Criminal checks on menu after paedophile outed
Herald Sun Wednesday September 14 2016
Fast-food chain McDonald's will introduce compulsory criminal background checks for its employees after new senator Derryn Hinch outed a convicted paedophile working in a Sydney restaurant. The former broadcaster used parliamentary privilege last night to name the convicted child molester who was employed at a McDonald's and Pizza Hut store in Western Sydney.
Senator Hinch claimed the paedophile was offering to drive teenage boys home from work despite a mother - whose son had been interfered with by the man when he managed a canteen at a local baseball club - alerting his employer. "She was virtually told to go jump. Told he was an employee, had a right to work there, and basically go away." Senator Hinch told the Senate.
He also claimed that local police told the mother "not to mention the paedophile's name in public or she could be in trouble."
"His name went on to the sex offenders register but, of course, that is secret. Only top brass police have access to it," Senator Hinch said. Last month, the 72-year-old senator contacted the McDonald's outlet in Penrith, prompting the company to overhaul its hiring policy. He also alerted the nearby Pizza Hut where the convicted paedophile was still employed and he was sacked for lying on his original employment documents.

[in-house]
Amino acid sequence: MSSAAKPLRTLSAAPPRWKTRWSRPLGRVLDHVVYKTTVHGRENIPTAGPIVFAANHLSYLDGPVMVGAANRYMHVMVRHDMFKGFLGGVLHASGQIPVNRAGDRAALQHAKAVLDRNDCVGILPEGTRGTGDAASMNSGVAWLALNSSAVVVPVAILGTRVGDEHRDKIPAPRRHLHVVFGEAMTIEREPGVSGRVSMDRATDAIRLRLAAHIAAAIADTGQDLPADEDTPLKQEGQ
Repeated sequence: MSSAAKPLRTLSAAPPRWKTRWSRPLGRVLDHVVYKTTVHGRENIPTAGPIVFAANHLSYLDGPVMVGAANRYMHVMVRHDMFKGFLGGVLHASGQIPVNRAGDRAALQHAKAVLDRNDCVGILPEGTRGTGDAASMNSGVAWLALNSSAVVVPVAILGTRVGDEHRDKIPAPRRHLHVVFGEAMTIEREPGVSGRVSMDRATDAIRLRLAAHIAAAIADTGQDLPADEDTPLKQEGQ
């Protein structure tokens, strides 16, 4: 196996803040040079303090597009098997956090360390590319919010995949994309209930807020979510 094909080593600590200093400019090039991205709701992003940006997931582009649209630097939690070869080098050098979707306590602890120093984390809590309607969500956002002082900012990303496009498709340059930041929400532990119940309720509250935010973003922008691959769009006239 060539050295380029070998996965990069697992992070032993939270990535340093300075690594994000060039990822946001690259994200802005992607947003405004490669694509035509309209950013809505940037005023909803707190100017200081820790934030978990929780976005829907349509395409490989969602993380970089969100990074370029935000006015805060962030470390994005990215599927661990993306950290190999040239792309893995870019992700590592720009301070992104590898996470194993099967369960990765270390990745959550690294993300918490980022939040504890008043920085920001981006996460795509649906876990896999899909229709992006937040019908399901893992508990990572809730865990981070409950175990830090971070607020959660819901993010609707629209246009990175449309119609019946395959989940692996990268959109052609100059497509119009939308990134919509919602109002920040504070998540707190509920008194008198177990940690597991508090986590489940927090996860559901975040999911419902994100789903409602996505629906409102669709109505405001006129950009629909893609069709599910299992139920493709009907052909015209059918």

"We raised many questions about the absence of criminal background checks and were told that when people across Australia applied for positions with McDonald's ... they were only asked: 'Have you been convicted of a criminal offence?'," Senator Hinch said. "The applicants were given a choice to answer yes or no." He said McDonald's would now implement compulsory criminal background checks for applicants over 18 within six to eight weeks.
The Victorian senator - twice jailed for contempt of court and three times convicted of breaching suppression orders - named paedophiles in his maiden speech.